If you're seeing this message, it means we're having trouble loading external resources on our website.

If you're behind a web filter, please make sure that the domains *.kastatic.org and *.kasandbox.org are unblocked.

Main content

Parallel conductance

Conductance is the reciprocal of resistance. The unit of conductance is the siemens (S). You can analyze parallel resistors by describing each resistor as a conductance.
In a previous article we studied parallel resistors.
We derived this equation to combine parallel resistors into a single equivalent resistor,
This is a fairly complex expression, with 1/R terms embedded inside another reciprocal. There is an alternate way to approach this problem, using the concept of conductance.


Ohm's Law, v=iR, defines resistance as the ratio of voltage over current,
The term conductance is the inverse of this expression. It is the ratio of current over voltage,
This gives us yet another way to write Ohm's Law,
The unit of conductance is the siemens, abbreviated S. It is named after Werner von Siemens, founder of the German industrial electronics and telecommunications company that bears his name. There is an s at the end of siemens even if it is singular, 1siemens. You may come across an older term, the mho, used as the unit of conductance. Mho is just "ohm" spelled backwards. That term isn't used anymore.
Using conductance instead of resistance for the same physical object simply emphasizes a different aspect of its behavior. Resistance reduces or impedes current flow, while conductance allows current to pass through. The terms are two aspects of the same idea.
A 100Ω resistor is the same as a conductance of 1100Ω =0.01S.

Parallel conductance

In this section, we'll repeat the analysis of parallel resistors, but this time, instead of calling each component a resistor, we will call it a conductance. The result for parallel conductance will have a strong resemblance to series resistors.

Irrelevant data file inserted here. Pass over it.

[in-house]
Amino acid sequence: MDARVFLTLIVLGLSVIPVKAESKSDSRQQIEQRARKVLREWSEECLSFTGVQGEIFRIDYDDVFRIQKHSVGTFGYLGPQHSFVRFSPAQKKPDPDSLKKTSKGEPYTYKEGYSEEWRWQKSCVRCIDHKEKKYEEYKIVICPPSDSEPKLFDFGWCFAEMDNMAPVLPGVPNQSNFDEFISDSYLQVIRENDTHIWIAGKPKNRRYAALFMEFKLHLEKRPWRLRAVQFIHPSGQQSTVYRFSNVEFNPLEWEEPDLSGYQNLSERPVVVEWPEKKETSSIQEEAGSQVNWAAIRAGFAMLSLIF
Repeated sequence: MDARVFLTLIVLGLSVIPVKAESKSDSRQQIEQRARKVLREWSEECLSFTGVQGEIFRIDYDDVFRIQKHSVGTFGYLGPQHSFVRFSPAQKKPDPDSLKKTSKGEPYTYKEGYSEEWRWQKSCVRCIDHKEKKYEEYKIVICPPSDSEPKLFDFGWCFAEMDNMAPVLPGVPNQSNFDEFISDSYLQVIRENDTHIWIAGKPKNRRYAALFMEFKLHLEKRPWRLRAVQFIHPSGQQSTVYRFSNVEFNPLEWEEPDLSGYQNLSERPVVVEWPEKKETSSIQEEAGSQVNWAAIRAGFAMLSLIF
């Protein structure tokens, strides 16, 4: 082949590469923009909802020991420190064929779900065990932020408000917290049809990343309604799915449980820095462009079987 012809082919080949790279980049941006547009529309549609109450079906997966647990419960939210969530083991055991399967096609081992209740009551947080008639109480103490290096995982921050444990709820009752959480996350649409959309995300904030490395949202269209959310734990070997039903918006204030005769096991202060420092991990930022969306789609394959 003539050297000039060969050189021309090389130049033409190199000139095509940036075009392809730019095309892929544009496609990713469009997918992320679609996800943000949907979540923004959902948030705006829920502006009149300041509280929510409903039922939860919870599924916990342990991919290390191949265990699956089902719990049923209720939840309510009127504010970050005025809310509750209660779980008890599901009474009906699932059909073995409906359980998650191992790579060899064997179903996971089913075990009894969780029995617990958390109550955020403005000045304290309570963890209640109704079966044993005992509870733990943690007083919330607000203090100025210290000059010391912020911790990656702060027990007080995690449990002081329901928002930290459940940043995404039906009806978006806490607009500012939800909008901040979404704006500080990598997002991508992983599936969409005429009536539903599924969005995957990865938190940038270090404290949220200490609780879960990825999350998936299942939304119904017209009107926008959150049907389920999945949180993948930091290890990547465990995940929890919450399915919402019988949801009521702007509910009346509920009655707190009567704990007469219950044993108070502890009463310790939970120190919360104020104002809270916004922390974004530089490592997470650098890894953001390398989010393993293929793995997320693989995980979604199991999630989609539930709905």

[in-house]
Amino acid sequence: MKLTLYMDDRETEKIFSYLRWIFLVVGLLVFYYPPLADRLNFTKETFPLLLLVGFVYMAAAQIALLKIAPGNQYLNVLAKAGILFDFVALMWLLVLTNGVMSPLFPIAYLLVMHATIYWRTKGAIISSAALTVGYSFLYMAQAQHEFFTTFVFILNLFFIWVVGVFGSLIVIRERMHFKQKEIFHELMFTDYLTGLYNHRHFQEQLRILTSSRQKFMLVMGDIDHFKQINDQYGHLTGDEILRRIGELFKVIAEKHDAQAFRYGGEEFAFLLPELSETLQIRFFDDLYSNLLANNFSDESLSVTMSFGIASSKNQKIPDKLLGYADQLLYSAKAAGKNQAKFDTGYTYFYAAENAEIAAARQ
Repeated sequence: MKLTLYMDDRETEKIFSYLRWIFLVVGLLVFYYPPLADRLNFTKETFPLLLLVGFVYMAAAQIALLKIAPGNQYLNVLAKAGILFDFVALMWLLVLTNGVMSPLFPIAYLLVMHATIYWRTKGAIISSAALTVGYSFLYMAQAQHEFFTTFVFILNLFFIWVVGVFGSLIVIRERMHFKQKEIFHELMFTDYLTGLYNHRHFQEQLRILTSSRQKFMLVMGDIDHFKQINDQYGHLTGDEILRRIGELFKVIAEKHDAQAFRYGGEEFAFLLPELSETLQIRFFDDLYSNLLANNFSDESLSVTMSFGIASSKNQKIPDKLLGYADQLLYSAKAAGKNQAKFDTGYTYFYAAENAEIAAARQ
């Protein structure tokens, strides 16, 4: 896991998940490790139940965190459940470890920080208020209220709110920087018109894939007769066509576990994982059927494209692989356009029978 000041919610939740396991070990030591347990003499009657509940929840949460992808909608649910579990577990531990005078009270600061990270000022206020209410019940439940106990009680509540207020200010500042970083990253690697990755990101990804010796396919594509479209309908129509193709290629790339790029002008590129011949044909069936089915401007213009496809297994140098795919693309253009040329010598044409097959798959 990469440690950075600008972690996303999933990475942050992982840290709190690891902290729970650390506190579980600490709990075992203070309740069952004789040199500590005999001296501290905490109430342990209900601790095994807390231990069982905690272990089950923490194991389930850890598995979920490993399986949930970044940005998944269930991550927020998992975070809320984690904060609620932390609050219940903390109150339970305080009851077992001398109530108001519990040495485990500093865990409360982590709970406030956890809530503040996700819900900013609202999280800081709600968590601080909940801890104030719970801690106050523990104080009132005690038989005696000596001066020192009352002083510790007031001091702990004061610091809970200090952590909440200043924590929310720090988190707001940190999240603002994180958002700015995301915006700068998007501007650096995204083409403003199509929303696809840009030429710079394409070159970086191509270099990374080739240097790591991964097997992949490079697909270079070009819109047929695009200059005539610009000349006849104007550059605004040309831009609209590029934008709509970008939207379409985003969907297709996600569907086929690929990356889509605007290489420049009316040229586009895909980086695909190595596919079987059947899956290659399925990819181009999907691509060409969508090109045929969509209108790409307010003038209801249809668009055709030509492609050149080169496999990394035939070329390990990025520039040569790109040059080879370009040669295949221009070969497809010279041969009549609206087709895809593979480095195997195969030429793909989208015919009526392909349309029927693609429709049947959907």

Here is a circuit with conductances in parallel. We will analyze this circuit using the language of conductance, and the conductance form of Ohm's Law, i=vG.
The value of current i is some given constant. We don't yet know v or how i splits up into three currents through the conductances.
Two things we do know are:
  • The three conductance currents add up to i.
  • Voltage v appears across all three conductances.
With just this little bit of knowledge, and the conductance form of Ohm's Law, we can write these expressions:
This is enough to get going. Combining equations:
Factor out the voltage term and gather the conductance values in one place:
This looks just like Ohm's Law for a single conductance, with the parallel conductances appearing as a sum.
We conclude:
For conductances in parallel, the overall conductance is the sum of the individual conductances.
Notice how much this looks like the formula for resistors in series. Conductances in parallel are like resistances in series, they add.

Equivalent parallel conductances

We can imagine a new conductance equivalent to the sum of the parallel conductances. It is equivalent in the sense that the same voltage appears.

Conductance example

Let's solve the same circuit we did for parallel resistors, but using the new representation.
This is the circuit with conductances, G=1R
You can try to solve this yourself before looking at the answer. We want to find voltage v and the individual currents, iG1, iG2, and iG3, using the conductance form of Ohm's Law, i=vG.
Find v and the current through the three conductances.
Show that the individual currents add up to i.


Conductances in parallel combine with a simple sum. The two ways to combine parallel resistors are:
The sum of conductances is simpler than the "reciprocal of reciprocals" we came up with for parallel resistors, and there are no special-case formulas to remember. This is the main reason to introduce the concept of conductance. The reciprocals did not go away, we just did them at the beginning when we derived G values from the given R's. Using conductance represents a rearrangement of the same computation.
How you choose to analyze parallel circuits, G or R, is a matter of convenience and simplicity.

Want to join the conversation?